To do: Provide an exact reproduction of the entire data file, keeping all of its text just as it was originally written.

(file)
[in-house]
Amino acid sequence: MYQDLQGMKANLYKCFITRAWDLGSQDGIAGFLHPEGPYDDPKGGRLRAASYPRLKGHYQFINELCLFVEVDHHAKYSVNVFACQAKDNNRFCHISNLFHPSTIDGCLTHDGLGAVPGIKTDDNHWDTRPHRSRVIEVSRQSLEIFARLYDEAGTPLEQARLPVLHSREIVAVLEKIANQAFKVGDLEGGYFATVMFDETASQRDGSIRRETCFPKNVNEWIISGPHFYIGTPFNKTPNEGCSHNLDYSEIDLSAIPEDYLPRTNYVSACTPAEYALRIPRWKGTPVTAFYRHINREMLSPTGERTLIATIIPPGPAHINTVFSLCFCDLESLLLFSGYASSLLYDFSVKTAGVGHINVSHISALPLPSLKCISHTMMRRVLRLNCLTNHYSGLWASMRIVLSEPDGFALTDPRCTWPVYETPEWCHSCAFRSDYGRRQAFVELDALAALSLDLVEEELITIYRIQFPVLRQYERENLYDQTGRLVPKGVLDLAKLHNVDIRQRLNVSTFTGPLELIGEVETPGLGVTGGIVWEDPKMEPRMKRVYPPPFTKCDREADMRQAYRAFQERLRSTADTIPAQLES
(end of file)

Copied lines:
[in-house]
Amino acid sequence: MYQDLQGMKANLYKCFITRAWDLGSQDGIAGFLHPEGPYDDPKGGRLRAASYPRLKGHYQFINELCLFVEVDHHAKYSVNVFACQAKDNNRFCHISNLFHPSTIDGCLTHDGLGAVPGIKTDDNHWDTRPHRSRVIEVSRQSLEIFARLYDEAGTPLEQARLPVLHSREIVAVLEKIANQAFKVGDLEGGYFATVMFDETASQRDGSIRRETCFPKNVNEWIISGPHFYIGTPFNKTPNEGCSHNLDYSEIDLSAIPEDYLPRTNYVSACTPAEYALRIPRWKGTPVTAFYRHINREMLSPTGERTLIATIIPPGPAHINTVFSLCFCDLESLLLFSGYASSLLYDFSVKTAGVGHINVSHISALPLPSLKCISHTMMRRVLRLNCLTNHYSGLWASMRIVLSEPDGFALTDPRCTWPVYETPEWCHSCAFRSDYGRRQAFVELDALAALSLDLVEEELITIYRIQFPVLRQYERENLYDQTGRLVPKGVLDLAKLHNVDIRQRLNVSTFTGPLELIGEVETPGLGVTGGIVWEDPKMEPRMKRVYPPPFTKCDREADMRQAYRAFQERLRSTADTIPAQLES